Decorator pattern is largely used in many development scenarios, enabling developers to create more maintainable code and to extend application functionality without deep impact to the entire project. Every time we think a structural pattern we think to an Adapter or a Bridge pattern. Decorator pattern solves same problems but for other domains: it is a valid alternative to functionality extension in terms of type inheritance.
Use of Decorator pattern can be found in the Java IO API where every Input or Output stream is decorated with new functionality and wrapped in a new type of Stream. In the same way we can extend code with this pattern when we need to add new beahvior to application functionalites or add a new functionality behavior.

Decorator pattern components

Every time you have to implement a decorator pattern the components that plays around are the Interface or the functionality contract, the basic behavior of that funcionality and the behavior we want extends to the basic functionality. In Java this can be translated to the extends keyword of the java class that implements a java interface. The Decorator component extends the functionality of the basic component, in Java this can be done through "extends" keyword. Extends keyword in its java technical acception (or more simply inheritance) is not always suitable specially if we have to extend a large set of methods and every method has a variety of extensions to implement. To keep the "Open Closed Principle" of software design it's more nice to look at functionality extensions in tems of compositon. So the basic component can be used as the delegate of the decorator component and the decorator component can be used as primary service as we want to use the decorated behavior. All these components share the interface in terms of what they have to do. In Spring this can be done in a elegant way through Spring Annotations, let's see a very simple example...

A Simple Spring Example

To show you how we can implement with Spring the decorator pattern you have to know what is Autowiring and some of Spring Annotations like @Component, @Autowired and @Primary. If you want to see the example in action you have to know Spring Boot, but you are free to use other containers.
So suppose to have this dummy interface:

public interface IExampleService {

    public String startExample();


And its basic realization:

public class ExampleService implements IExampleService {

    public String startExample() {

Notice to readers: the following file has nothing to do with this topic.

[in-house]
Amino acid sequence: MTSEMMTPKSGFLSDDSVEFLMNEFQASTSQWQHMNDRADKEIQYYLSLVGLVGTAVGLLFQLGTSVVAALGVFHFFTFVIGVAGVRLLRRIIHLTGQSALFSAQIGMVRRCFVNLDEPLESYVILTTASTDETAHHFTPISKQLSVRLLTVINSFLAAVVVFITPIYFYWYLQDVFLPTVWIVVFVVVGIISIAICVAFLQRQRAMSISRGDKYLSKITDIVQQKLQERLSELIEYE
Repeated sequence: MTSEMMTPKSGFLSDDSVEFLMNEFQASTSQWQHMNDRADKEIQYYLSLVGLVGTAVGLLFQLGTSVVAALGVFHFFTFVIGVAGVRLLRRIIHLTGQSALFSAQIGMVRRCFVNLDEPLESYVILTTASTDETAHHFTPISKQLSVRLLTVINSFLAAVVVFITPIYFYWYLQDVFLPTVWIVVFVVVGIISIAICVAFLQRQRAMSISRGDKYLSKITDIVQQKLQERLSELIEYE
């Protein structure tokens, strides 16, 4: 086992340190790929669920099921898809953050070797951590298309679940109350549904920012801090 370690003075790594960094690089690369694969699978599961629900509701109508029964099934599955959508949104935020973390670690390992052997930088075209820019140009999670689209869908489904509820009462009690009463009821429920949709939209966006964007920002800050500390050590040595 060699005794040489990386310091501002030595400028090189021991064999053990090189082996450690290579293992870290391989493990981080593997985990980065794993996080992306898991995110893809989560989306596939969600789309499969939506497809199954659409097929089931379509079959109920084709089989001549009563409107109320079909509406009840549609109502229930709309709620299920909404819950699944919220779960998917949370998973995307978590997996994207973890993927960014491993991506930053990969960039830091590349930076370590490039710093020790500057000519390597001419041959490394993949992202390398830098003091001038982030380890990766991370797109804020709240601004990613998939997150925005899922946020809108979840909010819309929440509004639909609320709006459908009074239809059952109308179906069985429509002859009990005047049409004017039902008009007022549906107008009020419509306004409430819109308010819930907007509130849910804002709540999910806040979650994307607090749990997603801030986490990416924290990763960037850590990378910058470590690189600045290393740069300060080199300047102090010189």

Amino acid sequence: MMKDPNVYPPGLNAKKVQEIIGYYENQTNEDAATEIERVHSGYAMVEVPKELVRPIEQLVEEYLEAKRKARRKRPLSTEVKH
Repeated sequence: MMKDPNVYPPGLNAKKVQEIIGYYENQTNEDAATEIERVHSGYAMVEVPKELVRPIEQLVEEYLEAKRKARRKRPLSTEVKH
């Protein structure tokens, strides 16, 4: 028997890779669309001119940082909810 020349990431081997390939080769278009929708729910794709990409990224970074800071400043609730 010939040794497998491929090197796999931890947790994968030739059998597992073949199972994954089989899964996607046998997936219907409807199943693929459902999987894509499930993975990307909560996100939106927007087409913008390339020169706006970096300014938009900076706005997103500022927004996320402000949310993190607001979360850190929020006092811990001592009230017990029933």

return "Example started";

If you are watching the @Component annotation you are on the right way, you can see we annotated it with a @Component annotation with a specific value, except of this feature the service can be used as a normal Spring service.

Now suppose to extend the startExample method with a further presentation message and in the same time use the basic startExample method, the basic approach could be to extend the ExampleService class. Another more elegant approach could be to incapsulate the basic ExampleService class in a ExampleServiceDecorator class. ExampleServiceDecorator will implements the same interface to be sure we are extending the same methods, it's important to keep the various interface implementations separated in order to keep the system decoupled. Spring help us to keep the system decoupled: let's see how. The class shown below represents the DecoratorService:

public class ExampleServiceDecorator implements IExampleService {

    private IExampleService delegate;

    public String startExample() {
        String started = delegate.startExample();
        return started + " and decorated with decorator example";


as we can see this class uses the IExampleService interface but it doesn't know what kind of implementation we want to use. The relevant infos we write are that it has to use a "delegate" component of type IExampleService. Spring will follow this info to inject the delegate component. Remember that previously we annotated the basic service with the "delegate" string in the @Component value .

Finally we can use the EaxmpleDecoratorService as follow:

public class PrimaryServiceApp implements CommandLineRunner {

    private IExampleService primaryService;

    public void run(String... args) throws Exception {



    public static void main(String[] args) {, args);


In this example we are invoking th IExampleService startMethod() with its decorated implementation, so we are using the starExample() extended functionality without inheritance. The important thing is that every class doesn't know what kind of IExampleService it's using. Furthermore it'is possible to inject the extended functionality as default service because we have annotated the ExampleDecoratorService with @Primary annotation.

It's possible to create more decorators with the same approach but you have to explicitly inject a named component with @Qualifier annotation to annotate a generic decorator beahavior implementation.


I just used this pattern to decorate a Mapper service component that is reponsible to map a bean properties to another bean, but there are many fields of use of the decorator pattern so don't be scared to decorate too much your application :). If you want to see the entire working example you can check out my repository, hope it will be useful.

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